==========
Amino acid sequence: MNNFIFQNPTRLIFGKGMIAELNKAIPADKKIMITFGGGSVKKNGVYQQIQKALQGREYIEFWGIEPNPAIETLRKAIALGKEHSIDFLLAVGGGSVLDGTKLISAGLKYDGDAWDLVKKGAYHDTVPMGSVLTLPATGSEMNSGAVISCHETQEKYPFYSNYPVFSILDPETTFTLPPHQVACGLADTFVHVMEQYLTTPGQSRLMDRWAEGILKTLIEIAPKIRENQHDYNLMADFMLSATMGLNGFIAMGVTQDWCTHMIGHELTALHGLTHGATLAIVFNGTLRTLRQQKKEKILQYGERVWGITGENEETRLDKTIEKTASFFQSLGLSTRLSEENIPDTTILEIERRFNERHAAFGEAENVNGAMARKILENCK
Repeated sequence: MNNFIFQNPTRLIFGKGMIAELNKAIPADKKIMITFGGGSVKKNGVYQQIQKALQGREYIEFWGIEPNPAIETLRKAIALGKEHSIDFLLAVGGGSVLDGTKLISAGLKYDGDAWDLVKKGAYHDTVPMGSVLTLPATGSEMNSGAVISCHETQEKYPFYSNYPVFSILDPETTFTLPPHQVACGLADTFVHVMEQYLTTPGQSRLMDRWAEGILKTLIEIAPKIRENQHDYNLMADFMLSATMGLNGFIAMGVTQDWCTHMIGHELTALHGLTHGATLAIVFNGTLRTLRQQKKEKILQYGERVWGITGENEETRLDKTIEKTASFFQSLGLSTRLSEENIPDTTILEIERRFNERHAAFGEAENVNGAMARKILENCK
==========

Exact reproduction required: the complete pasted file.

Amino acid sequence: MNNFIFQNPTRLIFGKGMIAELNKAIPADKKIMITFGGGSVKKNGVYQQIQKALQGREYIEFWGIEPNPAIETLRKAIALGKEHSIDFLLAVGGGSVLDGTKLISAGLKYDGDAWDLVKKGAYHDTVPMGSVLTLPATGSEMNSGAVISCHETQEKYPFYSNYPVFSILDPETTFTLPPHQVACGLADTFVHVMEQYLTTPGQSRLMDRWAEGILKTLIEIAPKIRENQHDYNLMADFMLSATMGLNGFIAMGVTQDWCTHMIGHELTALHGLTHGATLAIVFNGTLRTLRQQKKEKILQYGERVWGITGENEETRLDKTIEKTASFFQSLGLSTRLSEENIPDTTILEIERRFNERHAAFGEAENVNGAMARKILENCK
Repeated sequence: MNNFIFQNPTRLIFGKGMIAELNKAIPADKKIMITFGGGSVKKNGVYQQIQKALQGREYIEFWGIEPNPAIETLRKAIALGKEHSIDFLLAVGGGSVLDGTKLISAGLKYDGDAWDLVKKGAYHDTVPMGSVLTLPATGSEMNSGAVISCHETQEKYPFYSNYPVFSILDPETTFTLPPHQVACGLADTFVHVMEQYLTTPGQSRLMDRWAEGILKTLIEIAPKIRENQHDYNLMADFMLSATMGLNGFIAMGVTQDWCTHMIGHELTALHGLTHGATLAIVFNGTLRTLRQQKKEKILQYGERVWGITGENEETRLDKTIEKTASFFQSLGLSTRLSEENIPDTTILEIERRFNERHAAFGEAENVNGAMARKILENCK